Pitch tricks by David Beckett: How to prepare your pitch?

Pitch tricks by David Beckett: How to prepare your pitch?

This article will take you 4 minute(s) to read

Pitching. It may be, or may not be your favorite thing to do. But everyone, expert or dummy, can use the tips from David Beckett. The Pitch Guru of Amsterdam shares his insights on how to bring your preparation, presentation and confidence to perfection. In this series we take you by the hand and discuss the different themes around pitching. First up: the preparation of your pitch. What is the best way to do that? How can you to make the best out of your story?

Doing it wrong

If you prepare your pitch and you immediately start to work on your slides, you are not alone. A lot of people think they can put all the information that floats around in their heads on the slides immediately to use it later in their pitching moment. According to David that is literally impossible. You have to get your ideas out of your head. But this is not the only thing that can go wrong in your preparation. You also easily get stuck in your own shoes. This means that you prepare all the information about the work you have done, instead of fine-tuning the information for the audience.

Think first, act later

For a preparation that would bring your pitch to the next level, David says “you have to accept that your brain is not used to organizing content”. The way with which you can organize the content of your pitch for yourself is with post-its. But, before you use them, ask yourself the following questions: “Who is the audience?” and “What is your objective?” Make it as specific as you can. This would help you to be clear to your audience and encourage them to take action.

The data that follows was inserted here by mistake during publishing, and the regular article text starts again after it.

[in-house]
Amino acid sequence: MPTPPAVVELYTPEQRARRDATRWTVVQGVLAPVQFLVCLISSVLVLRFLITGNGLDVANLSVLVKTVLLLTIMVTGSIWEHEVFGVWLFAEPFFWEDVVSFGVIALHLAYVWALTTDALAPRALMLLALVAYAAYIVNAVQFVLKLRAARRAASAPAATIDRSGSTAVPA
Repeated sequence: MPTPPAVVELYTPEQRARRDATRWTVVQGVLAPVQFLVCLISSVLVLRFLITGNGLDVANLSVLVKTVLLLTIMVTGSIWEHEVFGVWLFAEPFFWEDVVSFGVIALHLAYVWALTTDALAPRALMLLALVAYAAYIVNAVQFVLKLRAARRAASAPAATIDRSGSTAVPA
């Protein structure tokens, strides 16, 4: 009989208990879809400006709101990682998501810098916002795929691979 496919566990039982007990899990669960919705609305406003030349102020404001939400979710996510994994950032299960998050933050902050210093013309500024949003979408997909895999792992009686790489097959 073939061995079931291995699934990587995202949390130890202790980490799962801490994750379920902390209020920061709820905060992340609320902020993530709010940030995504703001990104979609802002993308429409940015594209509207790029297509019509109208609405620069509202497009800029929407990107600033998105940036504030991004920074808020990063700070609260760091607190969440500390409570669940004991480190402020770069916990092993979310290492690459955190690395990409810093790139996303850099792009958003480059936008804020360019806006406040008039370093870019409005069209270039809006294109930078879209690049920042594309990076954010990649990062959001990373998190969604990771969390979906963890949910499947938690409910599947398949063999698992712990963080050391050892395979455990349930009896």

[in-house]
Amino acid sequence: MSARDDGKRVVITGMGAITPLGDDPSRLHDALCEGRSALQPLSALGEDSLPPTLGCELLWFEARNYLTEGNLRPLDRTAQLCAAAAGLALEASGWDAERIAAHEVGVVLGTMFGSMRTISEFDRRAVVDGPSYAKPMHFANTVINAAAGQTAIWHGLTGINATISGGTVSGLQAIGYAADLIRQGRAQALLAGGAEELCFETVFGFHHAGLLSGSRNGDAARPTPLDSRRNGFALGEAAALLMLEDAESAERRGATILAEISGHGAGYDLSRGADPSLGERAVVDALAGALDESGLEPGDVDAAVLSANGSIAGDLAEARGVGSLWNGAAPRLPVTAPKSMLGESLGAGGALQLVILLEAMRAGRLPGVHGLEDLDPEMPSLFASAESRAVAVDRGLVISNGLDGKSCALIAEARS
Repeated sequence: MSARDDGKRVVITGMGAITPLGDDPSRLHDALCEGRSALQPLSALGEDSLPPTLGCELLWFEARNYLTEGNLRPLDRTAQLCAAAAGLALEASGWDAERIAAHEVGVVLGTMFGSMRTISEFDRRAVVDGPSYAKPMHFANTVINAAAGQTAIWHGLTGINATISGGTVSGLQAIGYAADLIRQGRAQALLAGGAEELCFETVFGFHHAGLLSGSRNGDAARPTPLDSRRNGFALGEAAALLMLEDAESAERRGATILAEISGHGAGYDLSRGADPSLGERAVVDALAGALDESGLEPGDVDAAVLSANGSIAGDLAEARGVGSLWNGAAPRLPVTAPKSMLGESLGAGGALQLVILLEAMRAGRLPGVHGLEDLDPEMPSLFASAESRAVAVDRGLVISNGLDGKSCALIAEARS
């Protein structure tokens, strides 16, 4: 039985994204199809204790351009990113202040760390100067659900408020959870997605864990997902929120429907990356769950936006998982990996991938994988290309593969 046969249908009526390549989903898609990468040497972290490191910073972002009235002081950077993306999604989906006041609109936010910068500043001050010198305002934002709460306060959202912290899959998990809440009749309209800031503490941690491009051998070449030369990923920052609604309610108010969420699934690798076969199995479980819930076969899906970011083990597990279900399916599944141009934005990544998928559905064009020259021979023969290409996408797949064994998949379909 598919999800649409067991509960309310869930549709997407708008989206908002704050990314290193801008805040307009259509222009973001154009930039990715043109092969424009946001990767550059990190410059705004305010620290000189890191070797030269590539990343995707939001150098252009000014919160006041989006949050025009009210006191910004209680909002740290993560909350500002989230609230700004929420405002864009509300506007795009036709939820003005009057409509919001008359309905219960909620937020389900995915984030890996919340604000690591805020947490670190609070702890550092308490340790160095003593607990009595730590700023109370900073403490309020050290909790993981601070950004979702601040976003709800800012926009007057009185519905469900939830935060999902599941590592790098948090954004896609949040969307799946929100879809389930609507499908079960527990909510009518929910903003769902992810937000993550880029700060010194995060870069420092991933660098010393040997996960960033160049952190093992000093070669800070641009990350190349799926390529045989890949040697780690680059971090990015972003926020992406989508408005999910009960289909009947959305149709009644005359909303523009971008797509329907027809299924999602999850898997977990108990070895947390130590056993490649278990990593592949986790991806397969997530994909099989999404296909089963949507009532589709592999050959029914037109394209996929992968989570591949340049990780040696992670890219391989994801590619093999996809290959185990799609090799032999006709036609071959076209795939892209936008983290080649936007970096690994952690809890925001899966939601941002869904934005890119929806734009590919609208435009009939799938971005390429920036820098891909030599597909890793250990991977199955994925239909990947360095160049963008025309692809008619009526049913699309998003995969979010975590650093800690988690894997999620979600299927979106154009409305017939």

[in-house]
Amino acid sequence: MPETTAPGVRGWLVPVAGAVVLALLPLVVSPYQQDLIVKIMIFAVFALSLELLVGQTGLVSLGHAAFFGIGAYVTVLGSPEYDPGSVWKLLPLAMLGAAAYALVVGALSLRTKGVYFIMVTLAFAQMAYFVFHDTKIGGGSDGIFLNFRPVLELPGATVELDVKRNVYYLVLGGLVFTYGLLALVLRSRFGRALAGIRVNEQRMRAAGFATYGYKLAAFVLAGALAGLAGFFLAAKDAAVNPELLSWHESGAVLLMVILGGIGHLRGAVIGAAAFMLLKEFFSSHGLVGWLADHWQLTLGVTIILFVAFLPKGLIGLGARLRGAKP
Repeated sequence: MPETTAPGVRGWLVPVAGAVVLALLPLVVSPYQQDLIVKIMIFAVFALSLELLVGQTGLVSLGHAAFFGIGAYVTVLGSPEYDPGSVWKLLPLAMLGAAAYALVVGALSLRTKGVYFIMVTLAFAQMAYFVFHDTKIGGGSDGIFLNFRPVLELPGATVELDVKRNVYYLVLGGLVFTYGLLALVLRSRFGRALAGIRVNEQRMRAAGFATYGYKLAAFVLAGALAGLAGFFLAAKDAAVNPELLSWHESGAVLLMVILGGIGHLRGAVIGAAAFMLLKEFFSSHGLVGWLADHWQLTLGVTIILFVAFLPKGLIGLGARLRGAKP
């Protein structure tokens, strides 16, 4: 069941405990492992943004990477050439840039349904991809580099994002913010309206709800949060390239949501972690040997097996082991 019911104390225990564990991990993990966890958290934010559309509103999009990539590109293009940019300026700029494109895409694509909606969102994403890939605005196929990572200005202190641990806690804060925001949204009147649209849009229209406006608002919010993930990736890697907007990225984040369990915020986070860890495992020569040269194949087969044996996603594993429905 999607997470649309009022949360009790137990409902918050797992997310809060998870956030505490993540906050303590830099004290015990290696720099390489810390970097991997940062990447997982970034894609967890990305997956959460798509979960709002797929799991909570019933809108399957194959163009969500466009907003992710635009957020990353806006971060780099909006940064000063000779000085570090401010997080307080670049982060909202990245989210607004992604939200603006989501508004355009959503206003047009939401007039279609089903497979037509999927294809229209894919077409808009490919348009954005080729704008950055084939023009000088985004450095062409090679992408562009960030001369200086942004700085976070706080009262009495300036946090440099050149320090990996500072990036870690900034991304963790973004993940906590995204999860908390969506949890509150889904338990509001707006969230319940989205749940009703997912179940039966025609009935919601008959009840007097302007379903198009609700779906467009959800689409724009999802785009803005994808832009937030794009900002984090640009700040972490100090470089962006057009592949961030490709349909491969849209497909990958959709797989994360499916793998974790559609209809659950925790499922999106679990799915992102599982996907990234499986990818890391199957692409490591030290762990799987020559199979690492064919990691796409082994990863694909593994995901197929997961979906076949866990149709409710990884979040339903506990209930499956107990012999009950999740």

Asking yourself the right questions

So. You sit there and you want to get your story ‘out of your head’ and be as specific as you can. How are you going to do this? David explains: “I recommend to think firstly about the following questions: ‘Who am I speaking to? What type of people are in the audience? What do I want to get out of this?’” According to David your pitch is going to turn out different if you want someone in the audience to introduce you to a customer. Or if you want a signed check. Or a one hour follow up meeting. David admits he also still has to force himself to put himself in the shoes of his audience, and not his own. But it is of key importance to the success of your pitch: “The core of your pitch might be the same for 70% but the other 30% is really centered around who you are speaking to”.

shutterstock_72359461Post-it, then pitch it

The post-it notes can help you further to make up a clear story line and a perfect pitch. With different notes, you split up your information. Create clusters of ideas and make chapter headings so that you come up with a clear and confident story line. “That also makes it easier to recap your information anytime, at for example a network event”. Furthermore the post-its are his second love. “Once I had to present 45 minutes with new information, a new story from top to bottom. I worked like crazy on post-it notes to get some chapters. I spent hours and hours on the post-its, but eventually the slides almost fell into place. It was so much easier to do it”.

A successful story

When asking David for an example of someone who got his presentation quite right, thanks to the right preparation, he came up with the pitch from Maurice Kroon, founder of Yippie. At the demo day of Startup Bootcamp in April this year, Kroon knew exactly who to address first, namely a guy named John from the company Sonos. In doing so Maurice showed that he knew who his audience was, made it personal and delivered a great pitch!

Photo of Business plan made of post-it notes by Shutterstock


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